Is California’s Cannabis Industry in Trouble?

Graph showing business is down

Is California’s Cannabis Industry in Trouble?

Oct 28 2022, by Jessica McElfresh in Marijuana Business

As the first state to allow medical cannabis and among the earliest to approve recreational marijuana use in the U.S., many advocates hoped California would set a precedent for legal cannabis in America. However, more than five years after the state legislature ratified recreational use laws, the Golden State’s cannabis industry is in crisis.

Although cannabis taxes in California generated almost $300 million in revenue in Q1 of 2022 alone, growers and business owners don’t see the same profit — in fact, many are struggling to get by.

The State of California’s Cannabis Industry

Despite the positive public sentiment and optimism of cannabis advocates and supporters when marijuana was legalized, the reality of California’s cannabis industry is rife with red tape, pricing volatility, and more. These issues leave many small business owners and farmers wondering about the future of their careers.

Illegal Sales Market Still Booming

The increased availability of marijuana products may be exciting for users, but many buyers aren’t getting their product legally, nor are growers following all the rules. According to the Associated Press, some growers conduct business simultaneously in the legal and illicit markets. They find it easier to skirt reporting laws and make money from their product by double-dealing wherever possible.

One report from Politico estimates the illegal market’s value is nearly double that of legal sales. The continued demand for illicit sales is fueled by California’s lack of accessible licensed cannabis shops compared to other states, in addition to the fact that many cities haven’t embraced or outright banned cannabis sales.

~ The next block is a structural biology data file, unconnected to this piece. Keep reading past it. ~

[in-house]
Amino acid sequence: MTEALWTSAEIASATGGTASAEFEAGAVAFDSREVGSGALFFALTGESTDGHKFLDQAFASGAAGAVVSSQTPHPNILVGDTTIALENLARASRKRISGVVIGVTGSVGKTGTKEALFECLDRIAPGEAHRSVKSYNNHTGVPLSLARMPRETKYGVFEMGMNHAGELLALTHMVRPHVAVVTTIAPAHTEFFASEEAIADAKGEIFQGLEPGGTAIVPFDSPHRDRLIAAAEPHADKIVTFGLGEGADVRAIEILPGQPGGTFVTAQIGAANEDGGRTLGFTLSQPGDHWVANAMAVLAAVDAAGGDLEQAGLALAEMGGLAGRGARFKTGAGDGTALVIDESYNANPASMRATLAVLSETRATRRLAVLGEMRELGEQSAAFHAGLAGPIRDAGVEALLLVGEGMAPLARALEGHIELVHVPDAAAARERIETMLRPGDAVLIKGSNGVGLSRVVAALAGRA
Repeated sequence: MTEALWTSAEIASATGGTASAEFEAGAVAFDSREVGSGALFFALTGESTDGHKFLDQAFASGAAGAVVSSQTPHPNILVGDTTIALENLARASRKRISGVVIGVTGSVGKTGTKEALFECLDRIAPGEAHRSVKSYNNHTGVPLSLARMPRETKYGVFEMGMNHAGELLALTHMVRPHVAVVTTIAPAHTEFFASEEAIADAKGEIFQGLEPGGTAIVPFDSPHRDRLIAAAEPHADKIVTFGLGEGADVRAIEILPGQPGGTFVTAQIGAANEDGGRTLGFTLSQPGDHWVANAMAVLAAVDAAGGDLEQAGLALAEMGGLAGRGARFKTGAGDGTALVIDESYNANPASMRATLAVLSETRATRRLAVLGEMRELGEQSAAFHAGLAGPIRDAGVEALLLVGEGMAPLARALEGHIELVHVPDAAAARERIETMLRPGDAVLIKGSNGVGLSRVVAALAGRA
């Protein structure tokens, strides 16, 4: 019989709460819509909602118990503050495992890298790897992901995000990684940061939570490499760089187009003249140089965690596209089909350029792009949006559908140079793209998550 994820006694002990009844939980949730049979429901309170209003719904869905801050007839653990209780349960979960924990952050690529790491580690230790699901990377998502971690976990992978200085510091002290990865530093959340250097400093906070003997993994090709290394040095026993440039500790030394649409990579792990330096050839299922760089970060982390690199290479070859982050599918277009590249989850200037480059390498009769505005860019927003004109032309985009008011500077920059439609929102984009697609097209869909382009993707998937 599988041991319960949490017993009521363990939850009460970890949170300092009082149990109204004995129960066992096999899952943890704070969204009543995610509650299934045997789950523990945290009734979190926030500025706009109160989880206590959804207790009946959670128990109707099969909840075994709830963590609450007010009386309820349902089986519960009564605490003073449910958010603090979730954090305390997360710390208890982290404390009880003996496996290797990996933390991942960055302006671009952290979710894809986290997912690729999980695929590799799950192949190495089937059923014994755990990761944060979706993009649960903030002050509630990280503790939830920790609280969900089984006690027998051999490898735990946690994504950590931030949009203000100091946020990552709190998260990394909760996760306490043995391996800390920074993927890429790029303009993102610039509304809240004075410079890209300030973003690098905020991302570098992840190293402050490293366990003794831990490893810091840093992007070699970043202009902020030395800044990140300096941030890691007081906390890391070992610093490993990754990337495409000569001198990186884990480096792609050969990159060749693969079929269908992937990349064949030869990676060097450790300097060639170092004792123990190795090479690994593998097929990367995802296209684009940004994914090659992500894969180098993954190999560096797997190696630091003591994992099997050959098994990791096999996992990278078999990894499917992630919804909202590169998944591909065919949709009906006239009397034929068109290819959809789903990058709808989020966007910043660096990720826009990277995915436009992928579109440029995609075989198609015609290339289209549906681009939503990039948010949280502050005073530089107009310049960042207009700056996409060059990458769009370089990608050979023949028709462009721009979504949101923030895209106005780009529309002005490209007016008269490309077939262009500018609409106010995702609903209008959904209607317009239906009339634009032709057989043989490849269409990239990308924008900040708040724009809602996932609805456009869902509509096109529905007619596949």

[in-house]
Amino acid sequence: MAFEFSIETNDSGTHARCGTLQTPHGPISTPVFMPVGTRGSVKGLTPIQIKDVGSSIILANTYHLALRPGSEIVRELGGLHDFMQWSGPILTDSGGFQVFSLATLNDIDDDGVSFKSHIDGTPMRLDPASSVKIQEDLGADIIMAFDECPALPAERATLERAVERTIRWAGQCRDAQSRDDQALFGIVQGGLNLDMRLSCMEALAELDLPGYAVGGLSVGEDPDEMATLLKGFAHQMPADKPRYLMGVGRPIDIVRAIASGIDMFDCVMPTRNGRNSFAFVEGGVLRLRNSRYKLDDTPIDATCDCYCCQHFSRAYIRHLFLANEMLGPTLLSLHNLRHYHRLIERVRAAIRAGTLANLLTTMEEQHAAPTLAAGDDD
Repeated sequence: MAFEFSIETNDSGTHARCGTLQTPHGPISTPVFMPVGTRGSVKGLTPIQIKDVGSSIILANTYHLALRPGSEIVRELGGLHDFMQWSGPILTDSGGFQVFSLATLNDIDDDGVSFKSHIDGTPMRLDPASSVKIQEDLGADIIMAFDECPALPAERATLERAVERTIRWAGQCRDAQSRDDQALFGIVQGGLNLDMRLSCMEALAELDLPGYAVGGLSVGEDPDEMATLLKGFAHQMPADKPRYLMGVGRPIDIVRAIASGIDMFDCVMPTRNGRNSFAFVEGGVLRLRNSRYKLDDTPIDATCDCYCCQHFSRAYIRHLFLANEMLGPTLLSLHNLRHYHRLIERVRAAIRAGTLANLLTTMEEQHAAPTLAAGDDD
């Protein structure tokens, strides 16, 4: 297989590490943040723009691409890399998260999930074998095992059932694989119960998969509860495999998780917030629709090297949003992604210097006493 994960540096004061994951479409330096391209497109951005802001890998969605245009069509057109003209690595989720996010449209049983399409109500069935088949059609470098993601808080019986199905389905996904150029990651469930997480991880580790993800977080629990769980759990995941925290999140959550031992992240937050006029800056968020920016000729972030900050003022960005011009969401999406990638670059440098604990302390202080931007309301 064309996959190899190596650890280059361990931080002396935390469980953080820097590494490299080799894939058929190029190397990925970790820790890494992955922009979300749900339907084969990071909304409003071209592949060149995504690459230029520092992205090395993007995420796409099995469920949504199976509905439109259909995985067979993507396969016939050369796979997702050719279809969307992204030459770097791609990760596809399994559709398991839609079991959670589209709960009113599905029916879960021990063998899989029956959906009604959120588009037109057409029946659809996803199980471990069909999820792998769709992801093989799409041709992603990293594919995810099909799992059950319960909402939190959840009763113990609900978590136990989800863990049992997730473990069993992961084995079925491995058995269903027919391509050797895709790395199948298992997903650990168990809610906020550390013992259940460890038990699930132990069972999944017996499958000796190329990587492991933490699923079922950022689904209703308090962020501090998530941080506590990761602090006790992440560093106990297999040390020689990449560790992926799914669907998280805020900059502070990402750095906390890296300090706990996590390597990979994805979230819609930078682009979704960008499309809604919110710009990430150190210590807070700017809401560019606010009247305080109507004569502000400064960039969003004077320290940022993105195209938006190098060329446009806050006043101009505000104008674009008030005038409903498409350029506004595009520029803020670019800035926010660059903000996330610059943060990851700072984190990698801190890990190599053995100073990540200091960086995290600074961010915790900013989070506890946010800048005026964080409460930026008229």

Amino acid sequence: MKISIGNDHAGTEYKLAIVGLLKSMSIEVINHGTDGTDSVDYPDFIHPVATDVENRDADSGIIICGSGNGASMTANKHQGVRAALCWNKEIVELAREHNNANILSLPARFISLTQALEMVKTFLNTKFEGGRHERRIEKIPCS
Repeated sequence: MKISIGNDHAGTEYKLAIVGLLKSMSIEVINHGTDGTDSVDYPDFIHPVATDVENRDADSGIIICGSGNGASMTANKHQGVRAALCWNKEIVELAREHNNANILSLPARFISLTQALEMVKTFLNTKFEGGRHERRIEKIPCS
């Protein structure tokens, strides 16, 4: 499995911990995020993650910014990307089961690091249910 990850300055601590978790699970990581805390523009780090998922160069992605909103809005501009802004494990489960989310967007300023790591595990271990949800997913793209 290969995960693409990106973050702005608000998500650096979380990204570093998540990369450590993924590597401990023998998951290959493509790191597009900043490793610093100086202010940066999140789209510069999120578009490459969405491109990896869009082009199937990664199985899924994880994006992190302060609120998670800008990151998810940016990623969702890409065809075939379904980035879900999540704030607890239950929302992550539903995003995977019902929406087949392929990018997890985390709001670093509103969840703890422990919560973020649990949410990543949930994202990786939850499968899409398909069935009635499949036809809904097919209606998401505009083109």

San Diego, for example, only has around 25 licensed shops for a population of nearly 1.5 million. Many other cities limit market growth by placing caps on the number of licenses they give to businesses and growers. Though law enforcement agencies continually bust illegal grow operations throughout the state, the vitality of the illicit market is a symptom of a more significant problem in California’s cannabis industry — steep taxes and other regulatory expenses.

Rising Regulatory Costs Present Problems for Farmers & Business Owners

A report from The Economist found that running a profitable legal cannabis business in California is challenging due to the state’s high taxes, increased supply from more growers entering the market, and inflation driving up legal marijuana prices. California recently took steps to combat this burden on growers and sellers by eliminating the cultivation tax and creating new tax credits for some cannabis businesses. However, some critics say it’s not enough, mainly since counties can still impose their own cultivation tax.

In addition to unsustainable tax rates, those new to the world of cannabis business and cultivation may struggle to navigate the steps to establish a lawful operation due to complex licensing requirements, reporting regulations, and other security measures that must be completed.

Remedying Industry Issues

State legislators, including Governor Gavin Newsom, say cannabis tax reform is under consideration to help stabilize the market in 2022 and 2023. Many growers and business owners eagerly await changes to tax law to alleviate the strain on their bottom lines. Still, they remain hopeful for federal legislation to create a national cannabis market. In the meantime, local industry leaders and supporters continue pushing California cities to loosen their restrictions on selling legal cannabis products.

Call a San Diego Cannabis Lawyer Today

Whether you are a cannabis business owner, grower, or newcomer to the industry, San Diego cannabis attorney Jessica McElfresh can help you navigate the challenges you face and answer your questions. Attorney McElfresh knows California marijuana industry laws and provides experienced, knowledgeable, and practical counsel to help protect you from liability.

Reach out through our online contact form to learn more about how she works with cannabis businesses, or call 858-756-7107.